One of the things I wanted to do in the past was to be able to dress up in period costume, the real deal, like you see actors wearing in period dramas. Well I never have fulfilled this fancy, although I got close once. At the risk of freaking you out, here is a photo I found which me and my hubby had taken over 20 years ago at a living lifestyle museum called Beamish. The Edwardian-style costumes were fronted costumes only, meaning they were one-sided and we tied them on with bows at the back, not having to change into them as such. We had to keep very straight faces in keeping with the times, and this was the result. Well, you only live once! ;>)
So onto the last gleaning – in the form of a song called The Mountains of Mourne, with the lyrics written by Irishman, Percy French, and sung so beautifully by Don Mclean.
Here’s wiki on what it’s about. The song is a whimsical look at the styles, attitudes and fashions of late nineteenth-century London as seen from the point of view of an emigrant labourer from a village near the Mountains of Mourne. It is written as a message to the narrator’s true love at home. The “sweep down to the sea” refrain was inspired by the view of the mountains from Skerries in north County Dublin. It contrasts the artificial attractions of the city with the more natural beauty of his homeland.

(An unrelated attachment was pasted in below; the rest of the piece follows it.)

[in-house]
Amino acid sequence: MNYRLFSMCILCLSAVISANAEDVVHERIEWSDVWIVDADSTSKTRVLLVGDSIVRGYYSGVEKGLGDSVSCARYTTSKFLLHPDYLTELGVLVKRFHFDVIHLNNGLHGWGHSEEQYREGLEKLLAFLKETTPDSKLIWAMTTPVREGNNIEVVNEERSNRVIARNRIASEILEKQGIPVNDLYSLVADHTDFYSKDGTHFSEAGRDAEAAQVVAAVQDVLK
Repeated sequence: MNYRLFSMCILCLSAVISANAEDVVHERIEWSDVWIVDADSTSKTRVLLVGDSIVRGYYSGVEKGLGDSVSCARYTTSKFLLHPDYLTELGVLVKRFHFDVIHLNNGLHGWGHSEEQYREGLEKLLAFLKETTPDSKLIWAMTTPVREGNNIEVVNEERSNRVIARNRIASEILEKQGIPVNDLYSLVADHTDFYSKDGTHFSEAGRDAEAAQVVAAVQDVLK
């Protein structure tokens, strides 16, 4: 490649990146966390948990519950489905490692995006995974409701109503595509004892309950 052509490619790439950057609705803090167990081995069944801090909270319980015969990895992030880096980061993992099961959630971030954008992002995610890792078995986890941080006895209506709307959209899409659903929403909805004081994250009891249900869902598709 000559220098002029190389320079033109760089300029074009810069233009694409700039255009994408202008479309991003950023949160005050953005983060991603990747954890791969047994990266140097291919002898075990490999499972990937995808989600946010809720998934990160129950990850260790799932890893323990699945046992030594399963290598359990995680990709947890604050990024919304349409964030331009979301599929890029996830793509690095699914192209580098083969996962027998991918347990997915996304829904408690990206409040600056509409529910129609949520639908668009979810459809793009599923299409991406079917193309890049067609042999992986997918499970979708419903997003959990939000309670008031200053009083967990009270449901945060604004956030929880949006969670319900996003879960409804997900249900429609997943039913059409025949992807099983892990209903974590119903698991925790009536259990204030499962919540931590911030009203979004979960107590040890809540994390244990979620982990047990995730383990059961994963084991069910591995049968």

I first heard this song in the 80s within a LP collection of Don Mclean songs. I loved the melody and the lyrics at the time and the plaintive tone and I learned the words and sang along. I only recently engaged with it again after choosing to listen to a CD of Don Mclean favourites in the car while driving along the country roads here in the Borders. Then a couple of weeks later, I found myself sitting having coffee with a lovely elderly Irish lady as part of my volunteering activities, who lived in the house that the writer of the song boarded in for a time. She knew the very window that the writer had stared out of at the view of the mountains which had inspired the lyrics. And there we were, chanting the lyrics to the song together, which was a special moment, and which also fostered a lovely perspective on what’s really important in life and that is on finding ways to meaningfully connect with others. And what better way to do it than through music?
Cheers for now!
(top pic pixabay)